he article in the Quarterly shows marked evidence powerful effect, he could not wait to ascertain whether of the pair, long endured, which Macaulay's cen- his idea, formed at a first view, really agreed with the sure caused. I begin with Macaulay on Glad- ultimate presentation of the facts."-O. R., p. 10.

“Such is the overpowering glow of colour, such the stone:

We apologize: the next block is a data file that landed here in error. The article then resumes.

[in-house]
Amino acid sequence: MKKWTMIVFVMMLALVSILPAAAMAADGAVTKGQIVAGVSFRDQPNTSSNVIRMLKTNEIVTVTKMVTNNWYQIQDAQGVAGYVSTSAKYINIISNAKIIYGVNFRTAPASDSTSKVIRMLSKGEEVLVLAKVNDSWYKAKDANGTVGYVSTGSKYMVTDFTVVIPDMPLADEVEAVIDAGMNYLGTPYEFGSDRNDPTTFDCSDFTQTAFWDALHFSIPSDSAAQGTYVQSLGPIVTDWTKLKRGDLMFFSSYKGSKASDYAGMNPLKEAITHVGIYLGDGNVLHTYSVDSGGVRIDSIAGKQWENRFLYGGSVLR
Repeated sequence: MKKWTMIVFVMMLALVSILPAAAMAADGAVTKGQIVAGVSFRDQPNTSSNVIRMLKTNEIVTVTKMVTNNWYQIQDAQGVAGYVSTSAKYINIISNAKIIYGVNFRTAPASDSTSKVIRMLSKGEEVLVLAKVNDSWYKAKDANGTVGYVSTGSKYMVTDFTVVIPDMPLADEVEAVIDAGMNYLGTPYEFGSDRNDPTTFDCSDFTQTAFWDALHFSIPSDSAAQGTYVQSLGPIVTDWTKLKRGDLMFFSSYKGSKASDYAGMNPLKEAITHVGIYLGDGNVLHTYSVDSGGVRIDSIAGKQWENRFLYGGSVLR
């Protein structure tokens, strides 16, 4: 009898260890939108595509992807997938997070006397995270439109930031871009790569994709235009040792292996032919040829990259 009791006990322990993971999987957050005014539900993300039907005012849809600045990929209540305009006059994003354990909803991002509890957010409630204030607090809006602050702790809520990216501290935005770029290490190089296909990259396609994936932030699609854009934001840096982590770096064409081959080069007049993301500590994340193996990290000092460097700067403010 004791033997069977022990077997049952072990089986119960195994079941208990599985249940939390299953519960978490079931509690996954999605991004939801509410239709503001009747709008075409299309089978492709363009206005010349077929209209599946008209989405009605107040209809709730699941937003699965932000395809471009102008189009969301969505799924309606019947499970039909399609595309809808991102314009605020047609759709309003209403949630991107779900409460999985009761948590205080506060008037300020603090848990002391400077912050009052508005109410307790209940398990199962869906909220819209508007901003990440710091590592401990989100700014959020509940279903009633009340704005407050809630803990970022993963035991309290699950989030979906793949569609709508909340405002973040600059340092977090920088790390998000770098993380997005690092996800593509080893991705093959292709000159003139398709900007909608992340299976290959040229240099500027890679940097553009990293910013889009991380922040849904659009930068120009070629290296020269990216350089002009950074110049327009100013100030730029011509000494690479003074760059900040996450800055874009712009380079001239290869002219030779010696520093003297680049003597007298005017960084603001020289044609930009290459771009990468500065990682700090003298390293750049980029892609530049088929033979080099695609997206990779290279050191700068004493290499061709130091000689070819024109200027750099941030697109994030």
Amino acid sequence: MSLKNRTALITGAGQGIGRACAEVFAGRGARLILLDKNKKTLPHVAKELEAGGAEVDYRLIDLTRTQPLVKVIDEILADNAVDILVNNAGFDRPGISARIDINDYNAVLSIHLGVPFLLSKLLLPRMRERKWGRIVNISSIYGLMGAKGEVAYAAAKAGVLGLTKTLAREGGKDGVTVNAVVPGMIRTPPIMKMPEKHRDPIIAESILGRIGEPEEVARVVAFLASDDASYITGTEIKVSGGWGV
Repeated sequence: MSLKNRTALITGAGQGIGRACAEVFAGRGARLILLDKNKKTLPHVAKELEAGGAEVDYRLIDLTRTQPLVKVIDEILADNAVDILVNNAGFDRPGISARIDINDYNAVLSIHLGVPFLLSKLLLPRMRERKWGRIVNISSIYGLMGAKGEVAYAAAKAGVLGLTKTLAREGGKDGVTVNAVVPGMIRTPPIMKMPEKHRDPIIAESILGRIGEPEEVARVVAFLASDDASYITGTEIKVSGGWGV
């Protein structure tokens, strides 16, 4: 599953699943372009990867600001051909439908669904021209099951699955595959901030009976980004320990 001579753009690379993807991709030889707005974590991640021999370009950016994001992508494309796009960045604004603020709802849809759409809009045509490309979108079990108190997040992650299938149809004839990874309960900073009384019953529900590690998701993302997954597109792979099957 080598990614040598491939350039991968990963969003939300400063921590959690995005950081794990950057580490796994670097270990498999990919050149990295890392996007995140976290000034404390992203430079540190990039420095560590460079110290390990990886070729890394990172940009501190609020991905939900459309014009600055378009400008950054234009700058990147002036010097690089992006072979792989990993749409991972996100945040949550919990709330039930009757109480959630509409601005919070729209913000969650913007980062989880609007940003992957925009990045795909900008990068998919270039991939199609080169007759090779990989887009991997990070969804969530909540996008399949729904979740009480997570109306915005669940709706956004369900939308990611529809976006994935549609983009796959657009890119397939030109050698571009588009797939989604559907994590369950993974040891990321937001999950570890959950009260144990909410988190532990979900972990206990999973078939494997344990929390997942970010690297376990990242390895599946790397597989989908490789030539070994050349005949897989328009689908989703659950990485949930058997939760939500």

fascination of the grouping in the first sketches which “Mr. Gladstone seems to us to be, in many respects, he draws, that, when hot upon his work, he seems to lose exceedingly well qualified for philosophical investigation. all sense of the restraints of fact and the laws of modeHis mind is of large grasp; nor is he deficient in dia ration. He vents the strangest paradoxes, sets up the lectical skill. But he does not give his intellect fair most violent caricatures, and handles the false weight play. There is no want of light, but a great want of and measure as effectively as if he did it knowingly." what Bacon would have called dry light. Whatever Mr. Q. R., p. 31. Gladstone sees is refracted and distorted by a false “ The corrections made in his works were lamentably medium of passions and prejudices. His style bears a rare; the acknowledgments were rarer and feebler still." remarkable analogy to his mode of thinking, and in- -Q. R., p. 33. deed exercises great influence on his mode of thinking. " It is hardly too much to say that with so preposHis rhetoric, though often good of its kind, darkens and sessed a mind, when once committed, argument is power. perplexes the logic which it should illustrate. Half his less and useless.”-Q. R., p. 35. acuteness, with a barren imagination and a scanty voca- “Macaulay was perhaps not strong in his reflective bulary, would have saved him from almost all his mis- faculties ; certainly he gave them little chance of de. takes. He has one gift most dangerous to a speculator, velopment by exercise.”—Q. R., p. 48. 1 vast command of a kind of language, grave and ma- “We sometimes fancy that ere long there will be jestic, but of vague and uncertain import; of a kind of editions of his works in which his readers may be saved